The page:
While Niagara Falls is the world famous tourist attraction that draws millions of visitors a year, there is much to see and do just a short 30 minute drive away.The quaint town of Niagara on the Lake provides a wonderful side trip from the Falls. Arriving in Niagara on the Lake the challenge is deciding on how to spend your day. One could easily spend three or four days in this region, taking advantage of the famous Shaw Festival, hosting thirteen plays this summer season on three stages, visiting historic Fort George, or dropping in on a variety of tasting rooms in the rolling vineyards of the area. We opted to bike and enjoy the local microbreweries in our one day in the region.
Renting bikes at ZOOM, was a breeze. The helpful staff outfitted us with excellent cruising bikes in record time. There are a variety of rental options ranging from the hourly rate of 12 CAD (9 USD), half day 20 CAD (15 USD) and full day 30 CAD (23 USD). Because we were paying with a US credit card, we benefited from a 30% reduction on our half day rental turning 20 CAD into about 15 USD. Bike were outfitted with helmets and locks as well. Excellent instructions and a clear map were provided and we chose to bike the “Popular Route” covering 15 kilometers (9.3 miles) and many points of interest. The route pointed to Old Town, continued with a ride along the river on a dedicated bike trail, and then looped back to the starting point biking on country roads through rolling vineyards. Choosing brews over wine, three microbreweries were marked on our maps, sidestepping the abundant tasting rooms located in the area vineyards.
Brewery #1: The Exchange
Our first stop was at the Exchange, located on Queen Street in the heart of the Old Town. This microbrewery started in 2016 and is housed in a building that was once home to the local telephone exchange, back at the turn of the 20th century, and thus the name of the brewery. This craft brewery takes advantage of local hops and other ingredients. Numbering their beers in addition to naming them, is a nod to the historic roots of this building. It also simplifies things for first time visitors when they choose among the eight beers on tap, and the many more in bottles. The lower the number, the easier the drinking; the higher the number the more flavorful and intense. Picking among so many beers was difficult, but luckily a tasting flight was on offer, so we enjoyed sampling small amounts of four different beers before continuing on our way.
Fort George - Living history
As we cycled out of Old Town and continued on to the bike trail, we saw Fort George looming on our left, situated directly on the Niagara River, but decided to save this for a future visit. Fort George was an important military installation in the War of 1812 between the USA and Canada, and has recently been refurbished. It functions as a living museum, reenacting famous scenes from the battle and providing an in depth perspective on exactly what happened, where and why. Admission is approximately 10 USD, and free for those under 17. Continuing along our biking path which ran directly alongside the river, we enjoyed a stop for a picnic lunch. The bike path which winds alongside the river all the way up to the Niagara Falls, 15 km (9.3 mi) away, is another possible day excursion to consider. Our chosen route veered off of the bike path and continued on country roads to Breweries #2 and #3.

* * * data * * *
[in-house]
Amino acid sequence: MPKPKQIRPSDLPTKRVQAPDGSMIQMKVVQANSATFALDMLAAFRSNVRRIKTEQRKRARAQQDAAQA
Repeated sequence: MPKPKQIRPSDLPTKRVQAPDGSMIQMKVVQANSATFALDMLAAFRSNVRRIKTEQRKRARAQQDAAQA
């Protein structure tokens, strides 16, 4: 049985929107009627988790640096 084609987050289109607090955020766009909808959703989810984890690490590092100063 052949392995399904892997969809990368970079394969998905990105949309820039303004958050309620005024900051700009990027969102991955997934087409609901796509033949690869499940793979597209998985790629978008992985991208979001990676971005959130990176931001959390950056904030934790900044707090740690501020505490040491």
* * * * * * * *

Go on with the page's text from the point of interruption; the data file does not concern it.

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Brewery #2: Silversmith Brewing Company
Pulling up to park our bikes under the sign for the Silversmith Brewing Company, we were surprised to see what looked like an old church. Where was the brewery? We entered what looked to be a church, complete with stained glass windows, and to our surprise found ourselves in a brewery and pub house serving up local brews and food. We enjoyed the house specialty, an unusual black lager which has garnered many well deserved awards for the brewery. There were many other tempting choices but we knew that we had to save room for Brewery #3, located just down the road. Imbibing spirits in such a spiritual venue was an experience not to be missed.
Brewery #3: Niagara Oast House Brewers
Moving on from the church to a red barn, circa 1800, home to the Oast House Brewers you will discover an unusual setup. The Beer Shed, located indoors offers up tastes of their home crafted draft beers. Due to local liquor law regulations, they do not serve pints of beer, only tastes, but one can buy beer to go in growlers, pints or cans. For more serious drinking and eating, The Patio located in the backside of the barn features the Oast House brews along with homestyle cooking. Since this was the final brewery of the day, we enjoyed two beers that are standard at the brewery, the Barnraiser Ale, and the Pitchfork Porter, forgoing the more exotic, bottle aged ales and seasonal beers that rely on fruit grown in the region.
Biking and breweries that Can't Be Beat
Biking the Niagara region and stopping in at local breweries that use only the freshest of ingredients grown in the region was a treat to all the senses. Noting how the three breweries each repurposed an existing building, added to the sense of discovery and wonder of this exceptional day.
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